What’s your productivity style?
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Many of us have been on time-management workshops at work.
You get back to your desk committed to a new way of working but within weeks (or days) you’ve forgotten it all. We’ve all been there.
The truth is, there is no one-size fits all approach to improving productivity.
Carson Tate, a productivity consultant, believes there are four productivity styles and that each of them demand a different approach. I always feel like I’m chasing my tail, so I looked at productivity in more detail and here’s what I found out.
The 4 productivity styles
Carson has outlined four productivity types:
Prioritiser– a logical and analytical individual who likes to plan their time to ensure they achieve their goals. Unnecessary information and communications are of little value,so don’t expect to receive lengthy emails from them.
Planner – a detailed thinker who will want to get more involved in a project than a prioritiser, who just want the key information. The individual is less likely to be spontaneous and they like to set out clear action points.
Arranger – more sensitive and emotional. This person excels at organising colleagues and prefers personal communication to facts and data. Sometimes, however, they have to restrain their impulses to converse.
Visualiser – they like to bring together multiple ideas and projects, making connections between them while keeping an eye on the big picture. This individual will often have ideas with great potential but their spontaneity can throw others off track.
Which productivity style am I?
When I first read through the four styles, my immediate thought was that I’m an arranger. But then, my urge to write lists (and yes add something I’ve already competed so I can cross it off) made me think I could be a planner.
As with personality or leadership styles, you can have elements or two which are evident in more than one type. There is usually one that is slightly stronger though.
I did this short online test to see if my first thoughts were correct and it turns out I’m a planner. My secondary productivity type is prioritiser.
So, there we go, worth doing the test after all.
What tools are out there to help?
Once you know which category you fall into, you can find out how best to support it. There are online tools and in fact some more old fashioned (non-tech) ways out there to help you make more of your time.
If you’re a prioritiser, then your strengths lie in:
- Analysing data
- Critical analysis and logical problem solving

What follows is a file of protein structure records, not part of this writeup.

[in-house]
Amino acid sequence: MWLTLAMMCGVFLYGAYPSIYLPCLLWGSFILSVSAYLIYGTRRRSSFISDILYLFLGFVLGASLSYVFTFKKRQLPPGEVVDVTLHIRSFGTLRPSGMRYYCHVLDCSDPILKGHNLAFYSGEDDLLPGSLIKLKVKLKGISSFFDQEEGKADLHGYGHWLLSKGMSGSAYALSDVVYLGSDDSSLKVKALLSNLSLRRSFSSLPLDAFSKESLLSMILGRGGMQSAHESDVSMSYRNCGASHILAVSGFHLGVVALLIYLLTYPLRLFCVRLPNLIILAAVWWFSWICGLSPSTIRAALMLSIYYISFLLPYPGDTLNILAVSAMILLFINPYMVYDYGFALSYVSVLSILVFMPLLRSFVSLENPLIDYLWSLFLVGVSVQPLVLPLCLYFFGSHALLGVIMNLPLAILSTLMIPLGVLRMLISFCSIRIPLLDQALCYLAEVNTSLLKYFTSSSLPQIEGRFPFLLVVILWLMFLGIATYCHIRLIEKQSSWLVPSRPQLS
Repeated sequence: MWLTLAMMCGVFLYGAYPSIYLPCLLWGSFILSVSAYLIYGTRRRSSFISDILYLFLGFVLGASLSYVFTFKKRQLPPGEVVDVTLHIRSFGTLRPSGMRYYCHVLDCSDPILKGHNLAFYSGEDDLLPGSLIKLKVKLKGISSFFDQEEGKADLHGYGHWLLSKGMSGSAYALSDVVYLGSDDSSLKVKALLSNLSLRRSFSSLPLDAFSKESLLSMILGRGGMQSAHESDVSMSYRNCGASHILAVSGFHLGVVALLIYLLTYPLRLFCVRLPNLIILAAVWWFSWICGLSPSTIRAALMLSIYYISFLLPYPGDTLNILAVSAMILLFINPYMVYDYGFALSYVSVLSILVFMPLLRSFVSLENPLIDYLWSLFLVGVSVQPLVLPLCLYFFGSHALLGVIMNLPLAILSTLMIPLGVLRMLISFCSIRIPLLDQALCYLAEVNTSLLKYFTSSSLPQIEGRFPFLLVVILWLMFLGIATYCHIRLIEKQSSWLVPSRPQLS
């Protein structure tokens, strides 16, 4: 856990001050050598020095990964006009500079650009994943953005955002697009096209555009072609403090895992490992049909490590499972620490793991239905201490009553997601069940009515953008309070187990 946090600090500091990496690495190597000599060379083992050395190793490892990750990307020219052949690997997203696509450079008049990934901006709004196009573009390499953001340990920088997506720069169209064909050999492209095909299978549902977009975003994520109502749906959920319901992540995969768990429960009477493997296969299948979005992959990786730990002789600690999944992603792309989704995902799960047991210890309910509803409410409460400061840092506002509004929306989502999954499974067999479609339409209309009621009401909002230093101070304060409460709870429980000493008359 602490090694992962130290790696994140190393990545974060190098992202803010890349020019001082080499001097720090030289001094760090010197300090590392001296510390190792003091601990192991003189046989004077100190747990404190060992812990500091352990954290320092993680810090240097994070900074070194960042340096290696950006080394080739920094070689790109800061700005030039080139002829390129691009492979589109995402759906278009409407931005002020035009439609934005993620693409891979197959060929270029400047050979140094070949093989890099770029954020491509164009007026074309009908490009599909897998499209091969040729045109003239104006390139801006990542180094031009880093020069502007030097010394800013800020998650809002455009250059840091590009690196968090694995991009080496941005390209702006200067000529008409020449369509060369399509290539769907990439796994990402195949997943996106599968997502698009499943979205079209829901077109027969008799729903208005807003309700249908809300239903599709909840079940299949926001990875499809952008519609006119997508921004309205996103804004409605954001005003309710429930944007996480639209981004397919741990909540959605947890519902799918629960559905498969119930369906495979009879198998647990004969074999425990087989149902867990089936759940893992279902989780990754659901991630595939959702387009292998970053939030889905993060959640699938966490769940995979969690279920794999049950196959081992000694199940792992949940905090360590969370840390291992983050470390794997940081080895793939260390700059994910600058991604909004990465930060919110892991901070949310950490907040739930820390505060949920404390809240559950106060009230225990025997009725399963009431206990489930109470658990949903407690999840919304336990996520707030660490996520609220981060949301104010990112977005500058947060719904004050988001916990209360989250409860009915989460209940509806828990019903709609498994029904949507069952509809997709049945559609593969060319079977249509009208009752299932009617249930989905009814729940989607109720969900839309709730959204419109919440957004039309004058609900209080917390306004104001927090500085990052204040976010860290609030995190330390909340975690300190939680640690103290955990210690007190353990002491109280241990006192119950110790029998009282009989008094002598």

- Goal orientation, consistency, and decisiveness.
To help you improve your productivity levels, consider using classic low-tech tools, like a label maker. I must admit I do always label things before I put them into my freezer so I know what they are. I’m not saying it helps with my copywriting but it’s great when I stare into the freezer for dinner options!
Other tools include:
- 42Goals: Tracks your daily goals and keeps a log of your daily activities.
- Moosti: A timer-tool (very helpful if you often go to look on social media for 10 minutes and get sucked in for half an hour).
- Wunderlist: Tracks and reminds you of your to-dos (your alternative to a pen and paper).
If you’re a planner, then your strengths lie in:
- Action orientation and practicality.
- Finding overlooked flaws in plans or processes.
- Organising and maintaining data and project plans.
For you to improve your productivity levels, having a tidy desk will help. Labels, pen pots and folders.Alternatively, try a rather more high-tech option:
- Toodledo: Lets you make custom lists and view tasks on a calendar (also good if you want to share with family or colleagues).
If you’re an Arranger, you prefer supportive, expressive, and emotional thinking. You are the ultimate team player. Your strengths lie in:
- Anticipating how others will feel and understanding their underlying emotions.
- Facilitating team interaction.
- Persuading and selling ideas.
To improve productivity, the following tools could help:
- focus@will: A neuroscience-based music service that helps you focus and retain information when working, studying, writing and reading (it picks the perfect playlist for you).
- stickK: A habit forming tool that focuses on incentives, accountability and community (and if you’re unsuccessful, stickK lets your friends know).
Other things include office supplies like nice notebooks with unlined pages and pens in a variety of ink colours.
You prefer juggling multiple and diverse projects to avoid the boredom. Your strengths are:
- Innovation; serving as a catalyst for change.
- Creative problem solving.
- Ability to envision the future, recognise new opportunities and integrate ideas and concepts.
Improvement in productivity could come from:
- Lifetick: A highly visual achievement tool where you can create and add to your lifelong bucket list.
- ZenPen: A tool that creates a minimalist writing zone where you can block out all distractions (well on your screen at least).
Or try multicoloured Post-It notes, coloured folders, notebooks with unlined pages, pens in a variety of ink colours.
I do like Toodledo so maybe the scrappy notes of paper with my crossings out will be no more. With such time pressures in life, it can seem frivolous spending time on something like this. However, in the long run, being able to work more efficiently is going to help me in my work life and in my personal life.
Make an investment and find out how you can make more of you time. If nothing else, finding out a bit more about what makes us all tick is only a good thing.
Making time for the numbers
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